Home-smoked, "Slow and Low" Barbecue Pulled Pork
When Kara was still a baby, I found myself exhausted so much of the time that my interest in cooking fell completely by the wayside. I also found that it was near-impossible to find the time. So it was that Matt found himself not only the "breadwinner" of the family, but also the cook.
One of Matt's early finds was this Pulled Pork Dry Rub recipe
. It's been so popular around our place that made has made two double batches in the span of time since Kara was born.
I realized when we recently put out our very first barbecue on our patio that it was only a matter of time 'til the two met.
Today was that day. When Kara got up, I pulled the pork shoulder which had been in the fridge out to come to room temperature. Once we made our way downstairs for the day, I started soaking maple wood chips in a bowl of cold water. I also applied the dry rub to the pork shoulder. I lit the firestarter and got it nestled within the coals in the barbecue. After the wood chips had soaked for ½-hour, I drained them and scattered them on the lit coals. The barbecue lid was left closed for it to come to temperature, then I added the pork shoulder. By 8:45 am, dinner was prepped and cooking!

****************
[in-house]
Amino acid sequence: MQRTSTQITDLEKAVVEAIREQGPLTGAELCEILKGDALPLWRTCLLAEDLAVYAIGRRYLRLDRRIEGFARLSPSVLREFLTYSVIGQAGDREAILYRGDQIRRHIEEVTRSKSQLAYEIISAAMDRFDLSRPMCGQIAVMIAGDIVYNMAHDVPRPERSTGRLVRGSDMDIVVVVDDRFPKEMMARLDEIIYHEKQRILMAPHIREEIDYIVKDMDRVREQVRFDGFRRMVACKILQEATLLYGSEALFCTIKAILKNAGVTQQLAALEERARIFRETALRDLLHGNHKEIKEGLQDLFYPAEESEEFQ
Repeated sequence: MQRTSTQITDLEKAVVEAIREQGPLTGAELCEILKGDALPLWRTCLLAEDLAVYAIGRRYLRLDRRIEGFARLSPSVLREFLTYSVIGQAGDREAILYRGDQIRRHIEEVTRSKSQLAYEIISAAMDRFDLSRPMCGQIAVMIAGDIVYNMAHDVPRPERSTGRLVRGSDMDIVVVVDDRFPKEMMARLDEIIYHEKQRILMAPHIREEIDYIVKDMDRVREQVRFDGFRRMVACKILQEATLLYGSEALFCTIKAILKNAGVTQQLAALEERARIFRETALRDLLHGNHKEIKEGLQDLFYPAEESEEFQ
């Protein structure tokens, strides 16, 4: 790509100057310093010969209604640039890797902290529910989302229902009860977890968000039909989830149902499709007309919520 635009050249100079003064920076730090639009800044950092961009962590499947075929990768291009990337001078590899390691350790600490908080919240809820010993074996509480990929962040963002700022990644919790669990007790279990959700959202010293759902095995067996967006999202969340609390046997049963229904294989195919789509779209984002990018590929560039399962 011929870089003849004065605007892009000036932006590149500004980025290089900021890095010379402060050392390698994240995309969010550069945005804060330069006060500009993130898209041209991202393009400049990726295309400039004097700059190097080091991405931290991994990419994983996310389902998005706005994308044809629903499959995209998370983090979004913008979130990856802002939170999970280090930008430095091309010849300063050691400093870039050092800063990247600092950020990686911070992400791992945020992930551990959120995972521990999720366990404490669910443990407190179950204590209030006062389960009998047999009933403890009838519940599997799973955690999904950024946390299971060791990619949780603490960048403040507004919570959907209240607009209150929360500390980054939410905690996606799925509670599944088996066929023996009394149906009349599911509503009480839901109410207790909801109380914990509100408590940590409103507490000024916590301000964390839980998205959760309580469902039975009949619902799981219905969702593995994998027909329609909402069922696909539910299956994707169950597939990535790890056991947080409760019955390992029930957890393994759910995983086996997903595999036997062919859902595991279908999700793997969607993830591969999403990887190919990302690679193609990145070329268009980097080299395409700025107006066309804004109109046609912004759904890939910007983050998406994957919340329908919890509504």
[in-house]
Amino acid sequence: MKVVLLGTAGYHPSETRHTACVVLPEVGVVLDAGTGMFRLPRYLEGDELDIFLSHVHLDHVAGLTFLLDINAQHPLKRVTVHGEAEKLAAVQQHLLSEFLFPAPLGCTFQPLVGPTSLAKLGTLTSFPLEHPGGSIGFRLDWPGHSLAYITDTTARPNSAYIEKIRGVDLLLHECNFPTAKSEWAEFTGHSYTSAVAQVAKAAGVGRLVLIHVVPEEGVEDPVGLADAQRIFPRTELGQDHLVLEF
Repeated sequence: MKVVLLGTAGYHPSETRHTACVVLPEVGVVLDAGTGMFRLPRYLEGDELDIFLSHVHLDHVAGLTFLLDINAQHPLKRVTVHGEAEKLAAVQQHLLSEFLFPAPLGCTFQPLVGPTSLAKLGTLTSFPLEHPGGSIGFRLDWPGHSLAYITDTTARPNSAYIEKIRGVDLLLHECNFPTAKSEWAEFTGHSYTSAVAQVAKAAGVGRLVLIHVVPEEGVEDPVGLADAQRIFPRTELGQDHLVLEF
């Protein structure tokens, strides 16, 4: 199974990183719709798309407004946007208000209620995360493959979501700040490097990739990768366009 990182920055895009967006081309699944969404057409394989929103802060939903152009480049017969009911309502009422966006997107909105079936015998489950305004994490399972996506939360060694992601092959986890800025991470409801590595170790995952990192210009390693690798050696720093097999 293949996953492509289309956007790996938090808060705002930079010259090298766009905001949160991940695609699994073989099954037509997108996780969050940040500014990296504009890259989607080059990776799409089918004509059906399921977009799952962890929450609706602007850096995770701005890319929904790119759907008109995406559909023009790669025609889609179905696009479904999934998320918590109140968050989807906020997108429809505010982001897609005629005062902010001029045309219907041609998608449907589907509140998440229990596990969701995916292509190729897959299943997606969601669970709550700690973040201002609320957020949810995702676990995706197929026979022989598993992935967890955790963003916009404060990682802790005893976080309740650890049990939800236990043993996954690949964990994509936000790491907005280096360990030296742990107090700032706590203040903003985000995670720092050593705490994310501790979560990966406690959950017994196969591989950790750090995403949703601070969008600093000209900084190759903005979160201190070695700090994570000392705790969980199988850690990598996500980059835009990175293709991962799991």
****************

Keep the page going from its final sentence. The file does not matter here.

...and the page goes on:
During the course of the day, the temperature on the barbecue fluctuated from 190° F to about 250° F. Around mid-day, when I tried to lower the temperature by opening the lid, I caused a flare-up, which resulted in a brief spike in temperature to about 400° F. I was able to bring that back under control and the barbecue stayed at about 220° F for the remainder of the day.
Only half of the shoulder was shredded for tonight's dinner, with "seconds" for Caty and me and a packed lunch for Matt. Tomorrow night's dinner will likely use up the rest.
There was a lingering smokiness to the flavour that I've simply never experienced in barbecued meat before, and the rub mellowed right out, having cooked that long. I can safely say that I've never had homemade meat that good ever before in my life and I think making it the best pork ever will come down to finding a complementary sauce for it. It's definitely a new favourite!